Mayer suggested grouping Lanai, South Maui and West Maui into a district since these areas have tourism-based economies and face similar challenges.
Another district would include Molokai and Upcountry Maui, which share rural, agrarian values, Mayer said.
A third district would encompass Hana and Maui’s Central Valley. While in many ways these regions couldn’t be more different, Mayer said they are linked in that Hana residents rely on regular trips to central Maui for medical services, shopping and other necessities unavailable to them.
Mayer said the three proposed districts have similar population sizes.
A separate proposal related to the election process would establish a ranked-choice voting system for seats on the County Council, with voters selecting their top six candidates for the three seats in their district in the primary election and their top three candidates in the general election.
Another major proposal would abolish the Maui Planning Commission and establish in its place a planning commission for each community plan area.
Since Molokai and Lanai already have their own planning commissions, the proposal would mostly affect Maui, where there are six regions with separate community plans that guide the area’s character and inform policy decisions about land use, parks and infrastructure.
A mountain of proposals received by the commission would dramatically change how the county governs planning and zoning issues, and Kuoha said they are an indicator of the longstanding public frustration over the housing crisis that continues to plague the island.
“We have friends, we have family that have all had to move to the U.S. continent in order to have a comfortable standard of living,” Kuoha said. “And if that’s happening, something in our government isn’t attending to the needs of its citizens.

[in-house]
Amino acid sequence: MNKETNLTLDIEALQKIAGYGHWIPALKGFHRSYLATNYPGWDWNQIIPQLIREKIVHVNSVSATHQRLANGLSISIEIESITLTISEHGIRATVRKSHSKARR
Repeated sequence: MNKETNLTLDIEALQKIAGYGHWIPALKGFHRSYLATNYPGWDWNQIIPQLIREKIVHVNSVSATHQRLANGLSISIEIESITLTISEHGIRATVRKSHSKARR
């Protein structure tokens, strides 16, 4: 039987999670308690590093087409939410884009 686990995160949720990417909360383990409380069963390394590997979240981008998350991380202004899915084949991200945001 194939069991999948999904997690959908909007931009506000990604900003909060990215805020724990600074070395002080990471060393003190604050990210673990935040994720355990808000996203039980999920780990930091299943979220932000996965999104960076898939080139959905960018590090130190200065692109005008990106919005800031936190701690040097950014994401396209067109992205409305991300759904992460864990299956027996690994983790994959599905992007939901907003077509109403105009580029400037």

“I don’t think it’s by evil design — maybe some people do — but I just think it’s by poor design, and people with more time and more money have the ability to take advantage of poor design. So that’s where we need to strengthen the design of our government to support more positive outcomes for our people.”
The commission is considering several police reforms, including a proposal to change the Maui Police Commission from an entity that essentially hires and fires the chief to a civilian oversight board that is more involved in the discipline of police officers and functions more independently of the department.
There’s also a proposal to create a civilian oversight board to handle police officer discipline.
Another consequential proposal would require Maui County to operate as a bilingual government, which would mean that all official county notices would need to be issued in Hawaiian and English. Hawaiian language interpretive services would be required for county events and meetings.
A series of proposals seeks to establish an independent selection commission to appoint the county clerk, auditor, prosecuting attorney and corporation counsel, as opposed to having the mayor appoint them.
The charter commission started soliciting amendment proposals in March and began the process of reviewing them in June.
The end of January is the deadline for the commission to submit its final list of no more than 15 approved charter amendment questions to appear on the 2022 election ballot.
Civil Beat’s coverage of Maui County is supported in part by a grant from the Nuestro Futuro Foundation.